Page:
In this video, you’ll get answers to these questions:

  • What is a business operating system?
  • What are popular business operating systems?
    1. What is EOS?
    2. What is Traction: Get A Grip On Your Business?
    3. What is Scaling Up? What is Mastering the Rockefeller Habits, by Verne Harnish?
    4. What are Objectives and Key Results (OKRs)?
    5. What is E-Myth by Michael E. Gerber?
    6. What is 4 Disciplines of Execution by Sean Covey?
  • What is in a business operating system?
  • Is a business operating system essentially SOPs?
  • What size company should have a business operating system?
  • Will a business operating system work for all business types?
  • Can you implement a business operating system on your own?
  • Should you implement a business operating system on your own?
  • How hard is it to implement a business operating system on your own?
  • What is the best process to implement a business operating system on your own?
  • How do you stay on track?
  • Who can help your business implement an operating system?
  • How much does a Traction EOS implementer cost?
  • Do I mentor companies using Traction EOS or other operating systems?
  • What are the first steps? (learn, hire, or implement 1 concept)
  • How can a business operating system avoid legal problems?
  • Where can you learn more?

Video Transcript

Should your company have a business operating system? You will get the answer to that question today. You will also get the answer to a number of related questions like: What is a business operating system? What are popular business operating systems? What is in a business operating system? What size company should have a business operating system? Will a business operating system work for all types? Can you implement a business operating system on your own? Should you implement a business operating system on your own? How hard is it to implement a business operating system on your own? What’s the best process to implement a business operating system? How do you stay on track? Who can help your business implement a business operating system? How much does a Traction EOS implementation cost? Do I mentor companies who are trying to implement Traction EOS or another operating system? What are the first steps to implementing an operating system? How can a business operating system avoid legal problems, and where can you learn more?

I’m Aaron Hall, an attorney for business owners and entrepreneurial companies. If you are a business owner, I create these videos to give you educational information to discuss with your attorney or your other professional advisors, so you can spot issues and grow a great company. If you don’t yet have my free cheat sheet, Seven Common Legal Mistakes Made by New Businesses, you can download it at aaronhall.com/free/. If you don’t have it yet, go ahead and just get that at aaronhall.com/free/. You sign up; we will email you that PDF right away.

What is a business operating system? A business operating system is essentially an accountability system so that what you plan to do has a process. Breaking that down into steps has a process, making sure people know what they are supposed to be doing and have an accountability system for them and a feedback loop to you so that you, as the business owner, know that things are getting done, and you see what that progress is. You will also know if there are problems and what needs to be addressed.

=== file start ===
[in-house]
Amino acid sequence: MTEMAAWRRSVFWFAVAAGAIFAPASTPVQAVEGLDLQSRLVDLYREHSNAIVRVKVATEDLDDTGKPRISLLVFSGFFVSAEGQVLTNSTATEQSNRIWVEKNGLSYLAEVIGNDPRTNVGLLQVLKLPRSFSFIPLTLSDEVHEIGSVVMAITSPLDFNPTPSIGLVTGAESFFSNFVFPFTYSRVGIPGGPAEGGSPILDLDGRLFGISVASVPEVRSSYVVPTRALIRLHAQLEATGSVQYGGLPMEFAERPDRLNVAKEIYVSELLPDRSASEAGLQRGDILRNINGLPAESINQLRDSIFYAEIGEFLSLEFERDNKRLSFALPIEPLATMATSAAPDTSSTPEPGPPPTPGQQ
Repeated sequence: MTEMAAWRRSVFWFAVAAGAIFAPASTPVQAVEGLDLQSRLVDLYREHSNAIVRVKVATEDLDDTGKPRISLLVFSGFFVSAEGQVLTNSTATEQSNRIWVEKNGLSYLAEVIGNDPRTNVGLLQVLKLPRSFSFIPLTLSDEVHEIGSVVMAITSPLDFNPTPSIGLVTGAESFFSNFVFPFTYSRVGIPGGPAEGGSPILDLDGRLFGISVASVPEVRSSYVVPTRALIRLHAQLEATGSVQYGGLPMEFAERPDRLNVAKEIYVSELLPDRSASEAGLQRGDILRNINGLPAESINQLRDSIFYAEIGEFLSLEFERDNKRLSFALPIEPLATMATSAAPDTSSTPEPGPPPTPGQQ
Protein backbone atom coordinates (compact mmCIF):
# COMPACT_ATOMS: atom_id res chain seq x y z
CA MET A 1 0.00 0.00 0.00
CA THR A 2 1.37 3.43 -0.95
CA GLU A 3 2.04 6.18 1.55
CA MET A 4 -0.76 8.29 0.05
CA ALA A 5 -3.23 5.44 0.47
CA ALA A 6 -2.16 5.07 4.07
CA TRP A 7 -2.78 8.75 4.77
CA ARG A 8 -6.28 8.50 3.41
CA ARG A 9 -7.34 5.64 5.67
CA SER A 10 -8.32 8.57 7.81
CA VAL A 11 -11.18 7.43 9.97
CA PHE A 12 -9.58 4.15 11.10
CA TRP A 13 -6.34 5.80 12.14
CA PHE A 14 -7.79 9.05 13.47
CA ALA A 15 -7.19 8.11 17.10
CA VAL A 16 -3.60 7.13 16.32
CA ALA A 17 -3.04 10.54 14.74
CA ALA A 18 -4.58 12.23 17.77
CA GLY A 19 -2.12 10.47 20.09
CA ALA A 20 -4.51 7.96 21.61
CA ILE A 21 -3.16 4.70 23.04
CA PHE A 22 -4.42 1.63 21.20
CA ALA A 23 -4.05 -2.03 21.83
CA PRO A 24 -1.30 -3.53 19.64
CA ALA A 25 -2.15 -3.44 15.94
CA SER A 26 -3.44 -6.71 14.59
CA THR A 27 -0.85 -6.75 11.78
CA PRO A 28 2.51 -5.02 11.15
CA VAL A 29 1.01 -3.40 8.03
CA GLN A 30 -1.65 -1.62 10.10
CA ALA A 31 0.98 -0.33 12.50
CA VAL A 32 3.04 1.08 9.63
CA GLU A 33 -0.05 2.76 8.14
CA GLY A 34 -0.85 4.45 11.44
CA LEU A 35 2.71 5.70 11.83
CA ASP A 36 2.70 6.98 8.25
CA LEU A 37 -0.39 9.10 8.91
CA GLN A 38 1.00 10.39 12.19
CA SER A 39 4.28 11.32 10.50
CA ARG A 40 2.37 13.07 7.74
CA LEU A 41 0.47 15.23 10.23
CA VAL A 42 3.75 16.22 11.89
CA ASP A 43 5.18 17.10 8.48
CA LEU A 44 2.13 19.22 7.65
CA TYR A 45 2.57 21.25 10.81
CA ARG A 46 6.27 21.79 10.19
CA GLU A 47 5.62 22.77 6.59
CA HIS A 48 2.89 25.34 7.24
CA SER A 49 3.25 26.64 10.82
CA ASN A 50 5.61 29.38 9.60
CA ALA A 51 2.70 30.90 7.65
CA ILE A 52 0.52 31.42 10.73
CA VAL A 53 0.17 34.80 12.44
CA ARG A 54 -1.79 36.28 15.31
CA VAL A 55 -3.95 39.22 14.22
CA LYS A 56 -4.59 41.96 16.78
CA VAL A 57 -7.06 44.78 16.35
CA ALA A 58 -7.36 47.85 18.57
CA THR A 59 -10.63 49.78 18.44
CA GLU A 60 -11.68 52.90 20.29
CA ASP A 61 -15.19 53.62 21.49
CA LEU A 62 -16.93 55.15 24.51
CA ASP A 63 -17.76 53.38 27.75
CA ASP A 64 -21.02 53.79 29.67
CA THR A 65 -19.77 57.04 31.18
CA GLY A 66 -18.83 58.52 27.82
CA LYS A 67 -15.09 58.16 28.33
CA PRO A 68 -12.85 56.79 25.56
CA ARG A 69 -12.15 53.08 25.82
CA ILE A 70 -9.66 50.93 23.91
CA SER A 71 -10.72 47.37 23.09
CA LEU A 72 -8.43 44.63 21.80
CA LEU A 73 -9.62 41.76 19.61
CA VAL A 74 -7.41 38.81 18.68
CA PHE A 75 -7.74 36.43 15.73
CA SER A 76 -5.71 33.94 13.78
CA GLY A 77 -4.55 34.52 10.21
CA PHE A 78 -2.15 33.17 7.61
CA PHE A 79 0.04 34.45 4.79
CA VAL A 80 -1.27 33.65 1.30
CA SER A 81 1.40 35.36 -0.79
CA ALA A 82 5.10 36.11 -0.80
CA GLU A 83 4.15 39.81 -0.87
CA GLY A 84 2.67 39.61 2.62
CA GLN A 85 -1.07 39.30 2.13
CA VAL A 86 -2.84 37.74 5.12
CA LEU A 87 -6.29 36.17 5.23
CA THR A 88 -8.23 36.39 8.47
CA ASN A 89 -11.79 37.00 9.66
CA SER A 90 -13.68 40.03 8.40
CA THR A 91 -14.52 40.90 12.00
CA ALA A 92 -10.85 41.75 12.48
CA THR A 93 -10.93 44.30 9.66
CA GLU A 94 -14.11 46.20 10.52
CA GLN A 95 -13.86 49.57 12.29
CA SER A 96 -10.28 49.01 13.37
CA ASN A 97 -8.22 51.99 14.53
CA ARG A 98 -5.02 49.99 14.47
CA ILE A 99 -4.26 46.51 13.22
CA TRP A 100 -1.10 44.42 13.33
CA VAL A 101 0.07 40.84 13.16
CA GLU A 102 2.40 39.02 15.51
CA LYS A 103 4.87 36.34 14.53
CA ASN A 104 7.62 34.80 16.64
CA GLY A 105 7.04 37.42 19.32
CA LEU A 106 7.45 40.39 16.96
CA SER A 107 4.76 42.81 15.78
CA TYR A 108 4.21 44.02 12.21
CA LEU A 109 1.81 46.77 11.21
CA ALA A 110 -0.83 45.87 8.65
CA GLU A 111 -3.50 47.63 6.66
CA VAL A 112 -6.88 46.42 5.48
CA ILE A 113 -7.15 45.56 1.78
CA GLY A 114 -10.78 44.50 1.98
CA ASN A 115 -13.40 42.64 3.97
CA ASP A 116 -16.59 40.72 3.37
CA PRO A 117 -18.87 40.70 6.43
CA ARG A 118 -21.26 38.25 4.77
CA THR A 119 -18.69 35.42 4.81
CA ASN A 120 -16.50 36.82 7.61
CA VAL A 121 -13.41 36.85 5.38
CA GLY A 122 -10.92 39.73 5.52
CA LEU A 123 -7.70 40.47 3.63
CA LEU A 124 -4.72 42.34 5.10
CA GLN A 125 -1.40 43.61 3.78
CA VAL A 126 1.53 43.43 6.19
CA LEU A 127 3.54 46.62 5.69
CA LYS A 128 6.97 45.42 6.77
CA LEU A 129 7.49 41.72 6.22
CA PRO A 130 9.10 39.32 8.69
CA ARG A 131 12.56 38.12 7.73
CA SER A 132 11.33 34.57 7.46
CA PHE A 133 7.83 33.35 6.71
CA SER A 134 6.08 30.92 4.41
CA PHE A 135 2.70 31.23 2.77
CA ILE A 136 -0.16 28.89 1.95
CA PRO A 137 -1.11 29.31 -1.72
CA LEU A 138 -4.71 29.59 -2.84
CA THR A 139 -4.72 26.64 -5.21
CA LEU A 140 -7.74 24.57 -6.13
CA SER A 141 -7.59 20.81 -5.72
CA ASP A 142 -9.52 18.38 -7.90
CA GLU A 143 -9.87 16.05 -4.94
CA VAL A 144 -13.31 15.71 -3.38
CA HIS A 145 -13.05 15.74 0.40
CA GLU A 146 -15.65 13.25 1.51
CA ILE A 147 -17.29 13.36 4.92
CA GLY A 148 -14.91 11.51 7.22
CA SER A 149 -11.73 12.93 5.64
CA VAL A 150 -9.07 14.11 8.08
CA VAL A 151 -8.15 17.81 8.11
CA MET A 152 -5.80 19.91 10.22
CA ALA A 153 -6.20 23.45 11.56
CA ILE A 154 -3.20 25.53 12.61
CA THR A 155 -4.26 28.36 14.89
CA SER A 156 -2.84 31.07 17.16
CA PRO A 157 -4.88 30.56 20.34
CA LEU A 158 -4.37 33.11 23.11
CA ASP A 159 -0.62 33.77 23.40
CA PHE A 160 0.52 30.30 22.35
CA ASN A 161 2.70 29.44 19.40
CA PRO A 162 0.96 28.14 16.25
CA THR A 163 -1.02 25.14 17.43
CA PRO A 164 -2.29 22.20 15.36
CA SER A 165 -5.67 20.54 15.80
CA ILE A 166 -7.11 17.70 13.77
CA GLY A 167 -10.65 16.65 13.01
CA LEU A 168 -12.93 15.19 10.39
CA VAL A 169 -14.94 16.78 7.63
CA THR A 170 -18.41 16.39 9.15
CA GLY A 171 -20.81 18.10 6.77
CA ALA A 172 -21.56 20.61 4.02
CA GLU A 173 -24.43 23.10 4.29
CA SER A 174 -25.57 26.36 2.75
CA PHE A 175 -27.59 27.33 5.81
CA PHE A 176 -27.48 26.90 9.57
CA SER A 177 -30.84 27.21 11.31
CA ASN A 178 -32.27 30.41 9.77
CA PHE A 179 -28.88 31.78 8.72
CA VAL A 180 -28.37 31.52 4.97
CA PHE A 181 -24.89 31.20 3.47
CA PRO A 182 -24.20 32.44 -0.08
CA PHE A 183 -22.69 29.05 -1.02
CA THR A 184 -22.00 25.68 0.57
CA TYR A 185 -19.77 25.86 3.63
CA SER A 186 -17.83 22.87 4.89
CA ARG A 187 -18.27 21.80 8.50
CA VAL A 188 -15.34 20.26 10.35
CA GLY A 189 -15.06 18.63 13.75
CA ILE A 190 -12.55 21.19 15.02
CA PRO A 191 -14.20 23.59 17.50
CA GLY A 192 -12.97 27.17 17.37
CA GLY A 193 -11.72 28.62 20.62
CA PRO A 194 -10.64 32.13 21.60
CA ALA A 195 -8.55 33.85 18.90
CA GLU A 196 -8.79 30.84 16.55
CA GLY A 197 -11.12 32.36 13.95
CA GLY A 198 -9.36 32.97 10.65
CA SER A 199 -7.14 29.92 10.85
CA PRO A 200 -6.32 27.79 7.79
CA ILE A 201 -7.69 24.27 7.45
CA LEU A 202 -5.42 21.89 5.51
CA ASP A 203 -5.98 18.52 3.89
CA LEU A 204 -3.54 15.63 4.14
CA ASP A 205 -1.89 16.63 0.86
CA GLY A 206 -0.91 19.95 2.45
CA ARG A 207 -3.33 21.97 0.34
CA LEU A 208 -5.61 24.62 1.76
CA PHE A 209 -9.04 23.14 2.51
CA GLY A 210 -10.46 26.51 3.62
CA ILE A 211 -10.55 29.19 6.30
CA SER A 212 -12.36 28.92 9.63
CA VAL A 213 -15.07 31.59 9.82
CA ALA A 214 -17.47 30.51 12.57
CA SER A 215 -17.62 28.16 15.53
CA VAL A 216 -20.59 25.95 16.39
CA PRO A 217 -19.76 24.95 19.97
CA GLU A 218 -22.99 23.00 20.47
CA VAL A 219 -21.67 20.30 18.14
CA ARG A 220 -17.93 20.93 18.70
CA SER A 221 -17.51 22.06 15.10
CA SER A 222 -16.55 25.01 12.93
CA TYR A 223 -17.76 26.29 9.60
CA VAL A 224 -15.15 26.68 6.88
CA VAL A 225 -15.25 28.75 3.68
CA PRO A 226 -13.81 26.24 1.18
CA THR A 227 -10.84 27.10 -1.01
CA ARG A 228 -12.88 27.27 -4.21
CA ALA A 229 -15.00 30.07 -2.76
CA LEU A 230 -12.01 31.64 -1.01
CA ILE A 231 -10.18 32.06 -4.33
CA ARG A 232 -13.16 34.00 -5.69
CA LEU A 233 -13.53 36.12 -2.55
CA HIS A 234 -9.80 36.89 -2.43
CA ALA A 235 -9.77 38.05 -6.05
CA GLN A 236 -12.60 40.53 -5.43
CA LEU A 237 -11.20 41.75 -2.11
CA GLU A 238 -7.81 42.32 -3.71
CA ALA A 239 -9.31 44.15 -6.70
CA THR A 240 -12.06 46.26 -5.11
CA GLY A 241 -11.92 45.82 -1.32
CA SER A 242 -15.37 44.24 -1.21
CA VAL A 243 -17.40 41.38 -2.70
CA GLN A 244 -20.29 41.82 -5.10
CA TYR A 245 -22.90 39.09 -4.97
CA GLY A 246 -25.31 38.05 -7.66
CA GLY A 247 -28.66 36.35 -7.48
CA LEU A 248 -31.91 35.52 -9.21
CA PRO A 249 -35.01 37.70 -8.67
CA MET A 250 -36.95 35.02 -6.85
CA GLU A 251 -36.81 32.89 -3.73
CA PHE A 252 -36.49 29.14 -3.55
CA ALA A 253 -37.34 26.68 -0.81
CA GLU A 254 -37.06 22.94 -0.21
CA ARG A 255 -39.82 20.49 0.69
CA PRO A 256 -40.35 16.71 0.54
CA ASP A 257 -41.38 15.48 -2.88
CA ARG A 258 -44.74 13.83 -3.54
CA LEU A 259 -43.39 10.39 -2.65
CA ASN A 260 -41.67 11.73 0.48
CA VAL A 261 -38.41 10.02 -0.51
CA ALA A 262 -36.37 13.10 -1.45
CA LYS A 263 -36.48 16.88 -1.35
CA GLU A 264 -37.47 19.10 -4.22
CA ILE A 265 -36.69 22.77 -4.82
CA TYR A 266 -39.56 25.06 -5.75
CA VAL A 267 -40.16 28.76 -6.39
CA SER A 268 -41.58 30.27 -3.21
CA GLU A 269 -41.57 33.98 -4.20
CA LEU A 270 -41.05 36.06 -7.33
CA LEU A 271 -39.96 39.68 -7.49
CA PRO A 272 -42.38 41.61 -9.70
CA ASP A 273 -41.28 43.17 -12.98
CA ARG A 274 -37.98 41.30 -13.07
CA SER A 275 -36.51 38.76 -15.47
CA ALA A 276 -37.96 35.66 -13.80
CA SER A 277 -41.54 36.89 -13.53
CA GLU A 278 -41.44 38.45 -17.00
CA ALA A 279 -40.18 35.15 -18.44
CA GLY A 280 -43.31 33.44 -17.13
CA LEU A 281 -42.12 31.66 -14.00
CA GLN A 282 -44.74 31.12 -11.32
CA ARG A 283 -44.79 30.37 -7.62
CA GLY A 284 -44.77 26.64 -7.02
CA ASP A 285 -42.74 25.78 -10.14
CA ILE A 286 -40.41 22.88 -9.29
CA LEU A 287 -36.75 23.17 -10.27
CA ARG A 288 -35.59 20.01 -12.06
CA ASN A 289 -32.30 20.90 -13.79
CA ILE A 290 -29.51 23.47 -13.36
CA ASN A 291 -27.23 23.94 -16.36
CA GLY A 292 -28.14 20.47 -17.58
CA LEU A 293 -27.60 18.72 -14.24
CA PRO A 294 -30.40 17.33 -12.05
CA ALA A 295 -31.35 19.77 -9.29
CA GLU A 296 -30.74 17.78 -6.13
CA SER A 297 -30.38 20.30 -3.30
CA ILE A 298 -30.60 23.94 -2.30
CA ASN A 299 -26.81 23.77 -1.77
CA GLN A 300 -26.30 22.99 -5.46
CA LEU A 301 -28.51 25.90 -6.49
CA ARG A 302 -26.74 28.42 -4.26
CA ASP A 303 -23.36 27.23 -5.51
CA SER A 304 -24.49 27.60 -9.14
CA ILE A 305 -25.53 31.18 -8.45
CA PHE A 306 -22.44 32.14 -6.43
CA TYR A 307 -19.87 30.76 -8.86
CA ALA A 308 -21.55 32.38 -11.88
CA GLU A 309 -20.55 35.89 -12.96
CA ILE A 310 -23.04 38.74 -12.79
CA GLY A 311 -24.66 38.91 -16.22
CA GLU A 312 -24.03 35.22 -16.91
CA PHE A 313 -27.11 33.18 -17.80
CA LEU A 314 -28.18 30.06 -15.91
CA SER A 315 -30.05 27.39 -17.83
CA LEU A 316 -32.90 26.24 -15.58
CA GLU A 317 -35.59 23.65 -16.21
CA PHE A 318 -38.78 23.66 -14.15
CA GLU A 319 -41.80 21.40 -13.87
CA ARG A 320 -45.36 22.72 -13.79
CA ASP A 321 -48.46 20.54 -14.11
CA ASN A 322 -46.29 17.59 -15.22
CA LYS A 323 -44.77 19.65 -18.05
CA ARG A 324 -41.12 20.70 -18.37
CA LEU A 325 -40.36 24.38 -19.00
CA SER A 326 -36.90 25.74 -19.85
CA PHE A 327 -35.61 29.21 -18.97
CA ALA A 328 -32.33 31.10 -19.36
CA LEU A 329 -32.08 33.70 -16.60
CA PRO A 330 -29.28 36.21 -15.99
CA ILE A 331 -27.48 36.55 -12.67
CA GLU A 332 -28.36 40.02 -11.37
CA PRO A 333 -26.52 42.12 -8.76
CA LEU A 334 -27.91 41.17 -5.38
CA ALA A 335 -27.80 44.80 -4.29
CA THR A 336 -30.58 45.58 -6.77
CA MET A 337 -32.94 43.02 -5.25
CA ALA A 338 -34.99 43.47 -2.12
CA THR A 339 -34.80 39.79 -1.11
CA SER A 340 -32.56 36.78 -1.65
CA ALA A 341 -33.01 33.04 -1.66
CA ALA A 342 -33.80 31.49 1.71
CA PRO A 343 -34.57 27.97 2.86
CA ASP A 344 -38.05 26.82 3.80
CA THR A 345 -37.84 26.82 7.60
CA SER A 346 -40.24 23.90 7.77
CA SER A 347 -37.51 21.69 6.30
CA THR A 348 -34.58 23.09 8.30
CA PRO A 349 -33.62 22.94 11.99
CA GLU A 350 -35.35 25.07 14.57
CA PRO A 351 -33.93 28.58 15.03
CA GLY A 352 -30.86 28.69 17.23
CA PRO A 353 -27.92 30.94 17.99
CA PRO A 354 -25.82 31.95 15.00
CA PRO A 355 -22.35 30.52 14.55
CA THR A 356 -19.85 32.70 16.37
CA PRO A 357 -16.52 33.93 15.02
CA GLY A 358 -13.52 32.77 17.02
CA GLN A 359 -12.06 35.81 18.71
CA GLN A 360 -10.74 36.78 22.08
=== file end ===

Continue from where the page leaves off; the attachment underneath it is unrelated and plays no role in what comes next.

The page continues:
So, a business operating system is essentially having a system in place to operate your organization: a written step-by-step process so that you achieve the goals that you, as the visionary, have laid out for your business. We will get into a little more detail in a moment. But first, you are probably wondering “what are popular business operating systems?” Well, the one that opened my eyes to this whole world was EOS, which stands for the Entrepreneurial Operating System. I learned about it from a book called, Traction: Get A Grip On Your Business by Gino Wickman. And many people consider Traction to be the Bible of entrepreneurial or business operating systems.

EOS Worldwide is the owner of the EOS trademark, which stands for Entrepreneurial Operating System. Traction: Get A Grip On Your Business is, in my mind, one of the best-operating systems for small companies. But let’s talk about some of the others. They’re Scaling Up by Verne Harnish that’s a book. Another book of his is Mastering the Rockefeller Habits, again by Verne Harnish, has a very similar operating system presented in a different way with some different terminology, but again, very similar to Traction or EOS by Gino Wickman.

Another popular operating system is OKR or Objectives and Key Results. Another popular one, E-Myth by Michael Gerber. E-Myth is a book, or a series of books, that talks about the importance of thinking about your business as a system or even as a franchise that can be separated from you as the owner. It was one of the first books that I am aware of that helped business owners think about their company as an operation separate from themselves. So think about if you run a bakery; well, you may be the baker, and the person meeting with customers, and the person, who runs the cash register. But in order for a bakery to truly have value that is separate from its owner, you need to think of it as a separate operation, the different people that go in those seats, and the process for hiring those folks, training them in, holding them accountable, and then tying that into your financial system. So, E-Myth really started a movement of thinking about your business in the form of processes, or at least that is the first book that I saw that encouraged business owners to transition from operating in the day-to-day of their business to thinking on their business as operating system. Verne Harish basically said think of your business as something that can be repeated with a different operator, a person different from yourself. So, get everything in your head into writing.